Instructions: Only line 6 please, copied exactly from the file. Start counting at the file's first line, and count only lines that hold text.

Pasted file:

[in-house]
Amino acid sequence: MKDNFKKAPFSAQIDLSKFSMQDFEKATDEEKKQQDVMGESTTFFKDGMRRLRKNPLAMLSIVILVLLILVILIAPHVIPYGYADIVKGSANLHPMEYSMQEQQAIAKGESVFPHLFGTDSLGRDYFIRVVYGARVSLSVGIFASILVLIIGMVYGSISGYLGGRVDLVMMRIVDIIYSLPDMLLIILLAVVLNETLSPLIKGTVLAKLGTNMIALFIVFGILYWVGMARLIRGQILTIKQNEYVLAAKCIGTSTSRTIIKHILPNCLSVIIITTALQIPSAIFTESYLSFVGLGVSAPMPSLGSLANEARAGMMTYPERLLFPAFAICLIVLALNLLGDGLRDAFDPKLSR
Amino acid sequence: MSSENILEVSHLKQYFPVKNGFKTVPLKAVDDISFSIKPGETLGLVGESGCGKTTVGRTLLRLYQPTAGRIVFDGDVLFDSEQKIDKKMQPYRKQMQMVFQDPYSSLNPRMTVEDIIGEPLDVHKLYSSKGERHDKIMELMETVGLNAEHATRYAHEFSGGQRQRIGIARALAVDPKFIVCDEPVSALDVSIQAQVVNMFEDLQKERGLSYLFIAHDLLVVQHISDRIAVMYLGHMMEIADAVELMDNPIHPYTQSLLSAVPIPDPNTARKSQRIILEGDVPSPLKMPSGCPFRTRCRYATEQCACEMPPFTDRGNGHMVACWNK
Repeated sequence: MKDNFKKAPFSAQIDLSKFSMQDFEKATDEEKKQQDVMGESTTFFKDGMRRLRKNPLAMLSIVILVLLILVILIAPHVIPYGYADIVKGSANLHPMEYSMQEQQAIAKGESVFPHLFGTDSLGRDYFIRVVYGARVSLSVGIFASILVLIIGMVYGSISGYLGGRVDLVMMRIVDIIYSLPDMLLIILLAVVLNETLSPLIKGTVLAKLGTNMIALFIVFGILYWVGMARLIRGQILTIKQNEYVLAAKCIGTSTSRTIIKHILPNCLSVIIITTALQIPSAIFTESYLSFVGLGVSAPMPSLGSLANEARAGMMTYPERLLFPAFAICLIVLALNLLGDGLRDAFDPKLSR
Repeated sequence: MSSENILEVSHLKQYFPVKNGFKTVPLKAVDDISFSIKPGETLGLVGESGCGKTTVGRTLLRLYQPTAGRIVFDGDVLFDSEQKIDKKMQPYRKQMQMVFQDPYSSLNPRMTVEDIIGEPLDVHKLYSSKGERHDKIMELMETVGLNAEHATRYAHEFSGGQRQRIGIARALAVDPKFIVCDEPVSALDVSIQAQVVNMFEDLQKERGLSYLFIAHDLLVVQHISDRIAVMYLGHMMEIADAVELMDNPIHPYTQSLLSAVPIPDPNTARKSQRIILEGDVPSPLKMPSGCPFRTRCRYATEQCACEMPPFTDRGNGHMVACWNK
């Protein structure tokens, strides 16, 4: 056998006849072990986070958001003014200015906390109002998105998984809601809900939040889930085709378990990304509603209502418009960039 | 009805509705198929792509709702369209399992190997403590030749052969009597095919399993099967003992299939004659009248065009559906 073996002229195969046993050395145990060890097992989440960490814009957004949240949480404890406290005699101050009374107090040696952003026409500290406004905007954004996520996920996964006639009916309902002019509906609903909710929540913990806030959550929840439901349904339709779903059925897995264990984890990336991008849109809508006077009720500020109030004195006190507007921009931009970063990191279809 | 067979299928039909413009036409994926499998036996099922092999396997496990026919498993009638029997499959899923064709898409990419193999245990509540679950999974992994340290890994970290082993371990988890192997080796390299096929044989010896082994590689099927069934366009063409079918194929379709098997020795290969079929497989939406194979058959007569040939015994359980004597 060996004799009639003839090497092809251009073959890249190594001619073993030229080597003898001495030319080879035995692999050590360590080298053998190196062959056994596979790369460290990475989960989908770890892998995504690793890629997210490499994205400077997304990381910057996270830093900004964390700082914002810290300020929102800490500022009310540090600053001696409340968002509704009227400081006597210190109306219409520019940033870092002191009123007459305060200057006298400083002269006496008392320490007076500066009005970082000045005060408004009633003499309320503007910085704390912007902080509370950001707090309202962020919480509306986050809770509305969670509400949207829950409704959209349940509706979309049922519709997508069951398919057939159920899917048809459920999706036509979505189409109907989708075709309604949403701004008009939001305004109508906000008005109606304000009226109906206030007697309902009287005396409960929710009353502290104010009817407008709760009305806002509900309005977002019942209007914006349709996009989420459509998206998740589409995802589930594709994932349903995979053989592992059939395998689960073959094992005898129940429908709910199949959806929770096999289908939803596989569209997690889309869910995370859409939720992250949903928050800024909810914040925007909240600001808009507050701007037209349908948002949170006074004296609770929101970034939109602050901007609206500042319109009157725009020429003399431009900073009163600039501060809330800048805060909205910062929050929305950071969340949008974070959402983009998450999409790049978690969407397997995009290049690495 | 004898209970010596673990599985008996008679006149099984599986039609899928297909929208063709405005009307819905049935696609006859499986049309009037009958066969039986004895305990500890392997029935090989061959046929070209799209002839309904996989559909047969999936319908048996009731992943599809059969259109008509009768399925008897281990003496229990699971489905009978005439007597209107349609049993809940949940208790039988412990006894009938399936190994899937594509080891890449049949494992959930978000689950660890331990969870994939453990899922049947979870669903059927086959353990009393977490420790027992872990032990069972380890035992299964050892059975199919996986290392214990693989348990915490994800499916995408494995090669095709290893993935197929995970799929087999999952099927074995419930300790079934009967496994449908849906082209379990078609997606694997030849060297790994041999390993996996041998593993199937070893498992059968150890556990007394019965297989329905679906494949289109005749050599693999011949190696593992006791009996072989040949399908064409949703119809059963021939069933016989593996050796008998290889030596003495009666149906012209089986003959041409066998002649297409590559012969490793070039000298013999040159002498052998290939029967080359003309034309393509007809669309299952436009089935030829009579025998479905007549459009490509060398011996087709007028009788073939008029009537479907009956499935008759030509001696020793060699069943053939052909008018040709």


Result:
């Protein structure tokens, strides 16, 4: 056998006849072990986070958001003014200015906390109002998105998984809601809900939040889930085709378990990304509603209502418009960039 | 009805509705198929792509709702369209399992190997403590030749052969009597095919399993099967003992299939004659009248065009559906 073996002229195969046993050395145990060890097992989440960490814009957004949240949480404890406290005699101050009374107090040696952003026409500290406004905007954004996520996920996964006639009916309902002019509906609903909710929540913990806030959550929840439901349904339709779903059925897995264990984890990336991008849109809508006077009720500020109030004195006190507007921009931009970063990191279809 | 067979299928039909413009036409994926499998036996099922092999396997496990026919498993009638029997499959899923064709898409990419193999245990509540679950999974992994340290890994970290082993371990988890192997080796390299096929044989010896082994590689099927069934366009063409079918194929379709098997020795290969079929497989939406194979058959007569040939015994359980004597 060996004799009639003839090497092809251009073959890249190594001619073993030229080597003898001495030319080879035995692999050590360590080298053998190196062959056994596979790369460290990475989960989908770890892998995504690793890629997210490499994205400077997304990381910057996270830093900004964390700082914002810290300020929102800490500022009310540090600053001696409340968002509704009227400081006597210190109306219409520019940033870092002191009123007459305060200057006298400083002269006496008392320490007076500066009005970082000045005060408004009633003499309320503007910085704390912007902080509370950001707090309202962020919480509306986050809770509305969670509400949207829950409704959209349940509706979309049922519709997508069951398919057939159920899917048809459920999706036509979505189409109907989708075709309604949403701004008009939001305004109508906000008005109606304000009226109906206030007697309902009287005396409960929710009353502290104010009817407008709760009305806002509900309005977002019942209007914006349709996009989420459509998206998740589409995802589930594709994932349903995979053989592992059939395998689960073959094992005898129940429908709910199949959806929770096999289908939803596989569209997690889309869910995370859409939720992250949903928050800024909810914040925007909240600001808009507050701007037209349908948002949170006074004296609770929101970034939109602050901007609206500042319109009157725009020429003399431009900073009163600039501060809330800048805060909205910062929050929305950071969340949008974070959402983009998450999409790049978690969407397997995009290049690495 | 004898209970010596673990599985008996008679006149099984599986039609899928297909929208063709405005009307819905049935696609006859499986049309009037009958066969039986004895305990500890392997029935090989061959046929070209799209002839309904996989559909047969999936319908048996009731992943599809059969259109008509009768399925008897281990003496229990699971489905009978005439007597209107349609049993809940949940208790039988412990006894009938399936190994899937594509080891890449049949494992959930978000689950660890331990969870994939453990899922049947979870669903059927086959353990009393977490420790027992872990032990069972380890035992299964050892059975199919996986290392214990693989348990915490994800499916995408494995090669095709290893993935197929995970799929087999999952099927074995419930300790079934009967496994449908849906082209379990078609997606694997030849060297790994041999390993996996041998593993199937070893498992059968150890556990007394019965297989329905679906494949289109005749050599693999011949190696593992006791009996072989040949399908064409949703119809059963021939069933016989593996050796008998290889030596003495009666149906012209089986003959041409066998002649297409590559012969490793070039000298013999040159002498052998290939029967080359003309034309393509007809669309299952436009089935030829009579025998479905007549459009490509060398011996087709007028009788073939008029009537479907009956499935008759030509001696020793060699069943053939052909008018040709």